The December announcement that Boeing will effectively take over domestic US rival McDonnell Douglas poses the severest of competition challenges to all European aerospace manufacturers.
An even tougher fight will take place between a strengthened Boeing’s 747-600X and Airbus’s A3XX in the market for superjumbos with 550 seats or more.
The A3XX will not be launched until late 1998, by when Airbus partner British Aerospace, with a 20% stake, hopes real progress will have been made in the politically sensitive transformation of Airbus’s management structure. The pending Boeing-McDonnell Douglas merger has already prompted an acceleration of this process.
The two airliner giants are also fighting over most of the rest of the market, which only opens up in the regional airliner sector, though even this is shared between fewer rivals now Fokker is out of the picture.
The recovery in the airliner market is more than a year old and all predictions say it will continue into the next century as the Asia-Pacific market grows.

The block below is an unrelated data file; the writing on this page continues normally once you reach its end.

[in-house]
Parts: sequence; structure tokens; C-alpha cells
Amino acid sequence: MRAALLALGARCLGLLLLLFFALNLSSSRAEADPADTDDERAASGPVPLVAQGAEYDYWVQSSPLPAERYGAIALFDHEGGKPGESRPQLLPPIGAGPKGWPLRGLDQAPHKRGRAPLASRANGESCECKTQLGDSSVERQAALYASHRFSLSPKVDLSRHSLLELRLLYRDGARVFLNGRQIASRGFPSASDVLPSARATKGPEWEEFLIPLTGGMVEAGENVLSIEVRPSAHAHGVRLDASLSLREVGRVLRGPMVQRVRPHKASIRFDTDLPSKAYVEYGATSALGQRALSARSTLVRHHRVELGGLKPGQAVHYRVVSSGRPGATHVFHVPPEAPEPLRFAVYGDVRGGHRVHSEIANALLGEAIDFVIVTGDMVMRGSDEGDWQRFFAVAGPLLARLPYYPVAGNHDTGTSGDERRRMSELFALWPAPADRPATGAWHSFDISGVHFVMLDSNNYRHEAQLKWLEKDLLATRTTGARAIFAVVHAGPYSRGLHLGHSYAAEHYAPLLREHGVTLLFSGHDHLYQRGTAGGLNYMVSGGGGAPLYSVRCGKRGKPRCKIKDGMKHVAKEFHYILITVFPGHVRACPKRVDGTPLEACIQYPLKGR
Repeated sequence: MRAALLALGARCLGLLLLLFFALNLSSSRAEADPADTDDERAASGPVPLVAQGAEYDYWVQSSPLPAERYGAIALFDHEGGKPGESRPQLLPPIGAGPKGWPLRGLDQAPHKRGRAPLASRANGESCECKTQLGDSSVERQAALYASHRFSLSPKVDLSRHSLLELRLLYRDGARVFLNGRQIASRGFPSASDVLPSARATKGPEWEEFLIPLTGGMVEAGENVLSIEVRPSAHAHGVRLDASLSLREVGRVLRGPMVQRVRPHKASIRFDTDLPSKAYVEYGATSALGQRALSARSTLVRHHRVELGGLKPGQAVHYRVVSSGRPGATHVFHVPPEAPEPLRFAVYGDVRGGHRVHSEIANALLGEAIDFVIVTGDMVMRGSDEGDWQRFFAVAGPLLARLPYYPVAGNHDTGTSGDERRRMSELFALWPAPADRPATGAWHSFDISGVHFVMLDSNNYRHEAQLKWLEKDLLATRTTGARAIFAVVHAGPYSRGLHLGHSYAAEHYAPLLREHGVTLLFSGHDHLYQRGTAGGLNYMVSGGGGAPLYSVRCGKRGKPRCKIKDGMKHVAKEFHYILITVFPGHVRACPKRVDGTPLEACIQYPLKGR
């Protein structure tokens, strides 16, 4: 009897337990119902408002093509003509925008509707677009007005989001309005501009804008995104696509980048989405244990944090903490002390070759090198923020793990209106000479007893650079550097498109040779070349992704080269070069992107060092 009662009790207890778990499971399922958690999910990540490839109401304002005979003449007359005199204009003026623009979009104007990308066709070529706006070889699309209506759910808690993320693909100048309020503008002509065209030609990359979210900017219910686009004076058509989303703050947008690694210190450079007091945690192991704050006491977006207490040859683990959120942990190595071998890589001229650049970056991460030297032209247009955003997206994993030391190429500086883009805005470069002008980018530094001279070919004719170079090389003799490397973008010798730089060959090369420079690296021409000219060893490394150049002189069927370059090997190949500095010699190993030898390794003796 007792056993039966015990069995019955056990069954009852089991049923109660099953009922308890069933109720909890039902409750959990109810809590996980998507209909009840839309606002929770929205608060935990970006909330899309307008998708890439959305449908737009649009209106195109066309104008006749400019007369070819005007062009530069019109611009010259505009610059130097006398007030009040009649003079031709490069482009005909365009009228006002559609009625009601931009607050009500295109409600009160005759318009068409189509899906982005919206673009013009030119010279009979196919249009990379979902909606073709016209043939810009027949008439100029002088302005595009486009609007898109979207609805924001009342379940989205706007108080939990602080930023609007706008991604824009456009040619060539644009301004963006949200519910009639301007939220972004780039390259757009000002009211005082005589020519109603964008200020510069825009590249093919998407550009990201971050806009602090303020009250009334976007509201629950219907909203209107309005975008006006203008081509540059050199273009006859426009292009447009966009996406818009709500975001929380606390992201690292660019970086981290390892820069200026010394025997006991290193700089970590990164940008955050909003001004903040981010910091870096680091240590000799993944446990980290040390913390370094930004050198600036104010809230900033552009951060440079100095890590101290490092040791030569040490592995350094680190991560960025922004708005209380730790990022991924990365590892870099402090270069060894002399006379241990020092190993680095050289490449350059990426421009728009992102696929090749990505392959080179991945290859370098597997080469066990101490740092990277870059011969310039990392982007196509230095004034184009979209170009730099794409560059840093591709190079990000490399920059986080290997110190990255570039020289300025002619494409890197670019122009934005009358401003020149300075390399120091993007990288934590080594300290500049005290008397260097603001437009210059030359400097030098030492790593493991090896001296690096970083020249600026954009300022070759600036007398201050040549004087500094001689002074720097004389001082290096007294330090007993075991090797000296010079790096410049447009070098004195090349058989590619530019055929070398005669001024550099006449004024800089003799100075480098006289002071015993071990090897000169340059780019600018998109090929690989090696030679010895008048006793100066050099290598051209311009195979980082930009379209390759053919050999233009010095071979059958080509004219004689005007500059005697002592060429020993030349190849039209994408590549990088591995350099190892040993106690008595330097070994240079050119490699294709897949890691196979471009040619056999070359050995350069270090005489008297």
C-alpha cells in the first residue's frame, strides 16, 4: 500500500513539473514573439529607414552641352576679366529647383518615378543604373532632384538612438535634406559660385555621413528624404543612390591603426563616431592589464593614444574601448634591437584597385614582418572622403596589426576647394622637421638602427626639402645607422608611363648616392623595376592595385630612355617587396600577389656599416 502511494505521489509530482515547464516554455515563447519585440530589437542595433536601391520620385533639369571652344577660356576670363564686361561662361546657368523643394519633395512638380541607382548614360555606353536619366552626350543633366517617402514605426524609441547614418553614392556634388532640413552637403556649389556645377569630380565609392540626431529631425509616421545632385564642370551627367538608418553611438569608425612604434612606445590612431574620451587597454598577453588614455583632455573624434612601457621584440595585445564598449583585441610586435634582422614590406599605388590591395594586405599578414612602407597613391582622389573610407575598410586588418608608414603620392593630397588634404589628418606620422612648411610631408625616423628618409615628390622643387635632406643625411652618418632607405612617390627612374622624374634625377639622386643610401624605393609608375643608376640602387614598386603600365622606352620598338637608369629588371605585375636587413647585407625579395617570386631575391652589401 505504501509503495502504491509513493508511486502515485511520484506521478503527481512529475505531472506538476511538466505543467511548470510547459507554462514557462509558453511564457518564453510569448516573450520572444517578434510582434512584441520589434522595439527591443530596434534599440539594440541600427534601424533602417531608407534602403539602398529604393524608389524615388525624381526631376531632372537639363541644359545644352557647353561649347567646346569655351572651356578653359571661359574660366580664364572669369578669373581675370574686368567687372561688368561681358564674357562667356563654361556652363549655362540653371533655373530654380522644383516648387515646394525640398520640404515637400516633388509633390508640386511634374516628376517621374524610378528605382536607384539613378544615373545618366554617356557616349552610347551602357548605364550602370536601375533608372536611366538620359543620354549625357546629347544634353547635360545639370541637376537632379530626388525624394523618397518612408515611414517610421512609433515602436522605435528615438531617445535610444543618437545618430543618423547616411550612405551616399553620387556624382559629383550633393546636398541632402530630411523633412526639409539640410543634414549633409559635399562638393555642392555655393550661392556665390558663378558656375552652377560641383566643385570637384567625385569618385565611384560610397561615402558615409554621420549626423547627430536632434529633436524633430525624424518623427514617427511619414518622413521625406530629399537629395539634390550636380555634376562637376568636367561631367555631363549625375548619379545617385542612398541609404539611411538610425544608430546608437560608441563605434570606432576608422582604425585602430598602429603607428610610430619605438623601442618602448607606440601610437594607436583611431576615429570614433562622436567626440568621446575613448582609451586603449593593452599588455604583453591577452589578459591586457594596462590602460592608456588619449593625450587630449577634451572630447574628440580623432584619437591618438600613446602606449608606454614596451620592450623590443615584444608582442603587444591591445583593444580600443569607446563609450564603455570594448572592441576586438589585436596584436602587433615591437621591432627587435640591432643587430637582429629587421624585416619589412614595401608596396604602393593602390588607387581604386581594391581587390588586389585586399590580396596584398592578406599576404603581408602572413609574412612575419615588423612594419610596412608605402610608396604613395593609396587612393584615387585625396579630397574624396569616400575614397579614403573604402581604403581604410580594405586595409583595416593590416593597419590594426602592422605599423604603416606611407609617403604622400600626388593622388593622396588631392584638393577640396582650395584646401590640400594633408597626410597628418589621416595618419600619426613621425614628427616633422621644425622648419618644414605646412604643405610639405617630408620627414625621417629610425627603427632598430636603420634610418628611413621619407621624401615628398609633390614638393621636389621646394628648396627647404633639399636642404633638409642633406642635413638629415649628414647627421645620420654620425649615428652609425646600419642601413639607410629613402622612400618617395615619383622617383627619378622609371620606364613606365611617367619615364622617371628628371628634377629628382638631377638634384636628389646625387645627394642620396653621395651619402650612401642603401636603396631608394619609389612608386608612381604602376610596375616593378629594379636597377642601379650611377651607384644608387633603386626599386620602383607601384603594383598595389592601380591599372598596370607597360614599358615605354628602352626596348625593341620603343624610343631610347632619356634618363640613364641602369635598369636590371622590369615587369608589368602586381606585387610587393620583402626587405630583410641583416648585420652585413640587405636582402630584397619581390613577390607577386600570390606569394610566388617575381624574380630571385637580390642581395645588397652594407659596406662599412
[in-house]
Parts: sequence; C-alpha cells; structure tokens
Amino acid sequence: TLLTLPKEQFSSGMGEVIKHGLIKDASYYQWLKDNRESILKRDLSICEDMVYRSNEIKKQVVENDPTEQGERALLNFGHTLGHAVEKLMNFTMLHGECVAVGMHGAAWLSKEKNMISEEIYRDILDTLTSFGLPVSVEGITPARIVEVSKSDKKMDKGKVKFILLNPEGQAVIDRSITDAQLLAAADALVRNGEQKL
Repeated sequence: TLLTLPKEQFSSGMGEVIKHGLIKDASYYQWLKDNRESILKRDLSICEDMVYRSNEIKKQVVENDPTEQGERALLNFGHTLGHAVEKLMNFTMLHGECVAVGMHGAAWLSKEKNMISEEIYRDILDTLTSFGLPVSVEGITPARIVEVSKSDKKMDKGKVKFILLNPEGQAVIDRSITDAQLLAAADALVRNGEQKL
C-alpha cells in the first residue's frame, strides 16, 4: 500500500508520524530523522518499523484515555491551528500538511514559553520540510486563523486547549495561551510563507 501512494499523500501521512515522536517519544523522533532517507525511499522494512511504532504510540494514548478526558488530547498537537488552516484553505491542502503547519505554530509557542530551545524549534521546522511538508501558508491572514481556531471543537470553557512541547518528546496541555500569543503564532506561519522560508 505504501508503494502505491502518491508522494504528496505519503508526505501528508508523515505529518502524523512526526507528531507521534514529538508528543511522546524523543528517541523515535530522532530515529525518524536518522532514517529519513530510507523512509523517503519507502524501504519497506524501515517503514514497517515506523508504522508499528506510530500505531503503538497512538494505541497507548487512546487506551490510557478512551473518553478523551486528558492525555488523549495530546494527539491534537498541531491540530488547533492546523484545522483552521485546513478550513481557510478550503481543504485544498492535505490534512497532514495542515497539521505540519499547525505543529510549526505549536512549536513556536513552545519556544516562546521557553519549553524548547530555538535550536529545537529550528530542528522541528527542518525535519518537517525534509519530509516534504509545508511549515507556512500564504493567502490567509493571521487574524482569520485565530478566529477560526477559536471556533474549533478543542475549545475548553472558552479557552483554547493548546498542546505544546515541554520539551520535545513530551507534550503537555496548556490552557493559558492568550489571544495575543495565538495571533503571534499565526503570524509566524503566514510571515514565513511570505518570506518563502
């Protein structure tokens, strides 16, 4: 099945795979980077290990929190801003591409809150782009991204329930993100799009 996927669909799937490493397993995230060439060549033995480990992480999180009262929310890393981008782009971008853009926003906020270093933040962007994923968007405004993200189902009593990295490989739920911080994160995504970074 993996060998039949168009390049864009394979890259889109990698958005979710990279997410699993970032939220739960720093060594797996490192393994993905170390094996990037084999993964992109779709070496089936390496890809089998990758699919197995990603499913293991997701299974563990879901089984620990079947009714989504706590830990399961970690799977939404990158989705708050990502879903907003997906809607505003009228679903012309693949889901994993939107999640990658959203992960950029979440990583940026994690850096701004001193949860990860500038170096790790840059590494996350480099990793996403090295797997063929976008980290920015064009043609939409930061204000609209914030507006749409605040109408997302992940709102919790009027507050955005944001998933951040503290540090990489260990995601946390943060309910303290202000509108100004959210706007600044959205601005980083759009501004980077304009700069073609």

Together with defence work, the civil recovery contributed to Britain’s £2 billion aerospace trade surplus in 1995, when almost £7 billion of exports were achieved. Last year’s figures should be similar.
If prospects for Britain’s civil aerospace work look reasonable, the most important military programme is fraught with uncertainty. Even though defence secretary Michael Portillo last September announced a UK commitment to produce Eurofighter 2000, Germany’s investment decision has been postponed to any time between the end of this month and March. That date is described as the `limit of tolerance’ for Eurofighter partners Britain, Italy and Spain.
BAe may try to secure its future through strategic alliances, but nothing can replace Eurofighter.